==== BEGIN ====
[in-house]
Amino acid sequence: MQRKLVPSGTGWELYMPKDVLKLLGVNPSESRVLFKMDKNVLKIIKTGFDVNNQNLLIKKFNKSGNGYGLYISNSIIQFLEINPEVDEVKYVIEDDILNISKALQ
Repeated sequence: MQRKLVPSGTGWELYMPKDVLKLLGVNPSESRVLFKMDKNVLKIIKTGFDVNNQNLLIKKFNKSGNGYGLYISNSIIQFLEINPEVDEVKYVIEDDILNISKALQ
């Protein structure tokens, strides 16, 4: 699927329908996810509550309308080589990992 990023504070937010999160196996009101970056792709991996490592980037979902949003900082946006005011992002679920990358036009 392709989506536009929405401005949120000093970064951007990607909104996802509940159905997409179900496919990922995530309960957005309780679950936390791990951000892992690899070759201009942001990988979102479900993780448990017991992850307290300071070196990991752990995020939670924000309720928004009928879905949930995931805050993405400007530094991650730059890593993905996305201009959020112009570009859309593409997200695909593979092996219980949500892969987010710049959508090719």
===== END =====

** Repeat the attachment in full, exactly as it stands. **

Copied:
[in-house]
Amino acid sequence: MQRKLVPSGTGWELYMPKDVLKLLGVNPSESRVLFKMDKNVLKIIKTGFDVNNQNLLIKKFNKSGNGYGLYISNSIIQFLEINPEVDEVKYVIEDDILNISKALQ
Repeated sequence: MQRKLVPSGTGWELYMPKDVLKLLGVNPSESRVLFKMDKNVLKIIKTGFDVNNQNLLIKKFNKSGNGYGLYISNSIIQFLEINPEVDEVKYVIEDDILNISKALQ
């Protein structure tokens, strides 16, 4: 699927329908996810509550309308080589990992 990023504070937010999160196996009101970056792709991996490592980037979902949003900082946006005011992002679920990358036009 392709989506536009929405401005949120000093970064951007990607909104996802509940159905997409179900496919990922995530309960957005309780679950936390791990951000892992690899070759201009942001990988979102479900993780448990017991992850307290300071070196990991752990995020939670924000309720928004009928879905949930995931805050993405400007530094991650730059890593993905996305201009959020112009570009859309593409997200695909593979092996219980949500892969987010710049959508090719």